Following the e-commerce explosion that began in 2020, more brands are gravitating toward the direct-to-consumer business model. With that transition comes total control over brand identity and communication; it also means you own your customer data.
For brands that have historically only sold through third-party channels, having access to this incredibly informative, powerful information is both exciting and overwhelming. As the party responsible for each customer’s journey, identifying the channels, tools, and strategies that provide them with the most enjoyable and valuable experience should be a top priority.
Predict Their Needs Before They Buy Somewhere Else
Proactively suggesting products or services to consumers based on data insights is a delicate business. If done brashly or without careful, strategic consideration for where the customer is in the buying cycle, it can feel like being spied or intruded upon, which is often a major turn-off. An ideal exchange should feel as organic as possible, and even better if the customer feels like you are totally tuned in to their needs.
Using predictive analytics software is a given. This technology mines historical data to identify behavioral patterns and market trends based on what’s already happened, then uses that information to predict future outcomes. Sephora is renowned for using customer data to get personalization just right. Standouts on the list of how they accomplish this are a highly individualized digital experience and tiered loyalty program, both of which leverage predictive analytics to promote customized product discovery, earn rewards, and ultimately optimize the user experience.
As the e-commerce landscape becomes more saturated, however, predicting what people are likely to buy is–well–predictable. Those insights can be further enhanced with human-centered AI solutions that combine data analytics with human input to identify more profound needs, desires, and motivators of your customers’ behavior. So instead of aiding them in making an anticipated purchase, you can surprise and delight them by suggesting an item they didn’t realize they needed or wanted until that moment.
Offer Value Add with Personalized Rewards
Customers don’t want to feel like a faceless participant in a program. To earn their attention and loyalty, you have to invest in a relationship with them. Just like any relationship, this requires personalized attention, which is why tiered loyalty programs are on fire. Consumers love them because they are being rewarded with points, options, and other perks for making purchases they likely would have made anyway. Brands love them because they yield long-term engagement and retention among their most desirable customers.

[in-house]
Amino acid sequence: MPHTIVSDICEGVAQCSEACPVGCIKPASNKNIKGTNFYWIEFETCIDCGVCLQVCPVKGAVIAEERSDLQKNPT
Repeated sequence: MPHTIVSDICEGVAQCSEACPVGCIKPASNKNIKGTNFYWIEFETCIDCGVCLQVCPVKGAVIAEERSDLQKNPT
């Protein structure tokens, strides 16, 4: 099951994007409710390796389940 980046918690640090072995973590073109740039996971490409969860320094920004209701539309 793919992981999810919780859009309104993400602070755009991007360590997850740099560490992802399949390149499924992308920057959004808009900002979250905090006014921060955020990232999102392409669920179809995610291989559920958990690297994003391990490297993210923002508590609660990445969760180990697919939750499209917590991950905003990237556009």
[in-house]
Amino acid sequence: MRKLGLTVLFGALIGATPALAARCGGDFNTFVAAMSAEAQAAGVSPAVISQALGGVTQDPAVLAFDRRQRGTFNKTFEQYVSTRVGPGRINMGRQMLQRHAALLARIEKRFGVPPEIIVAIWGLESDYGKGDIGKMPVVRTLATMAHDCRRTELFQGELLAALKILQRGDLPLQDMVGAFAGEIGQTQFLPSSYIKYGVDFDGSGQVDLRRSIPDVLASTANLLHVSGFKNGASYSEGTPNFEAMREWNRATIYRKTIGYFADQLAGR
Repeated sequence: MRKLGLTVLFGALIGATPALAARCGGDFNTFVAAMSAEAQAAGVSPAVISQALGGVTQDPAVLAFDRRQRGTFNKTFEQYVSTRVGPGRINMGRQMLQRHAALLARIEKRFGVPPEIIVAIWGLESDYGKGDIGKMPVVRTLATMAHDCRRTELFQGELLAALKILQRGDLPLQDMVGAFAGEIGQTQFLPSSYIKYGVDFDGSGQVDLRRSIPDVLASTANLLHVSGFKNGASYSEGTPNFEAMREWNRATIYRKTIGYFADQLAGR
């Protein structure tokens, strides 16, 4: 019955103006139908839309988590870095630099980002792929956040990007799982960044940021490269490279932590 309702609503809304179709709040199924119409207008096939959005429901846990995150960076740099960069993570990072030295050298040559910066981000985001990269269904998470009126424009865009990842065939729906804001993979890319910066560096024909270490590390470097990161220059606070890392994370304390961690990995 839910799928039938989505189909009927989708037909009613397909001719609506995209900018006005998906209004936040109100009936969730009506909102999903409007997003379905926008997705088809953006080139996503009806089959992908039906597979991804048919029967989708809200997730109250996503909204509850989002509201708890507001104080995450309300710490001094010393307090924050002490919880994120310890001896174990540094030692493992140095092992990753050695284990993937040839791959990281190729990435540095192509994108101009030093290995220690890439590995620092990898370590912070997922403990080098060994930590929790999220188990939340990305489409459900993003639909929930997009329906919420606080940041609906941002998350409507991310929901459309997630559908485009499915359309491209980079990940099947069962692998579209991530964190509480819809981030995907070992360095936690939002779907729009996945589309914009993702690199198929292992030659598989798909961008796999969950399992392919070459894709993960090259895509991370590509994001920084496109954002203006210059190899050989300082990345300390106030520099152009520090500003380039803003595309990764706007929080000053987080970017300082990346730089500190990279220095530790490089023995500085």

While tiered loyalty programs organize customers by ranks or tiers based on how much they spend, they also enable brands to make highly targeted product recommendations to arguably their best customers. Since this is reliant on purchase patterns, excellent data evaluation and management is required. It’s so important not to wildly jump to purchase intent conclusions based on just one data point, especially with loyal customers. Gathering multiple data points allows you to make well-founded recommendations, proving to your customers that you value them and recognize their needs.
Demonstrate the Utility of Data to Earn Customer Trust
The narrative surrounding online data privacy and sharing is complicated and ever-changing. Not only online shoppers, but everyone who uses the internet has concerns about who has access to their personal and behavioral data, and what they’re doing with it. At the same time, consumers are being given more control over the use of this information.
In just the past few years we’ve seen the emergence of the European Union’s General Data Protection Regulation (GDPR), the California Consumer Privacy Act (CCPA), and most recently, Google’s ban on third-party cookies. But for all the concerns about privacy, many consumers see the value in companies being able to deliver content and solutions that are appropriately targeted to them. In fact, studies have shown that a large majority of online customers have no problem sharing their personal data when they trust a brand will use it to improve their experience.
The customer experience is everything. With no shortage of competitive alternatives, you will be written off in a heartbeat by someone who feels alienated in any way, so abusing the power of data is a major no-no. Use this data privacy revolution to improve personalization efforts. Show customers that they are in control of their data and that it’s safe with you by allowing them to choose what they share, using plain language to explain how your company uses personal data, making privacy policies visible, providing clarity on how passwords are handled, and making it easy to opt out of any unwanted communications.
The personal and behavioral data brands have access to is considerable, but it only offers a window into the life of your customer, not an all-access pass. It’s up to you to use these valuable insights to connect the dots between what your customers are doing, and what they want to do in the future. Provide them with options and solutions tailored to their needs and they will keep coming back.
The opinions expressed here by Inc.com columnists are their own, not those of Inc.com.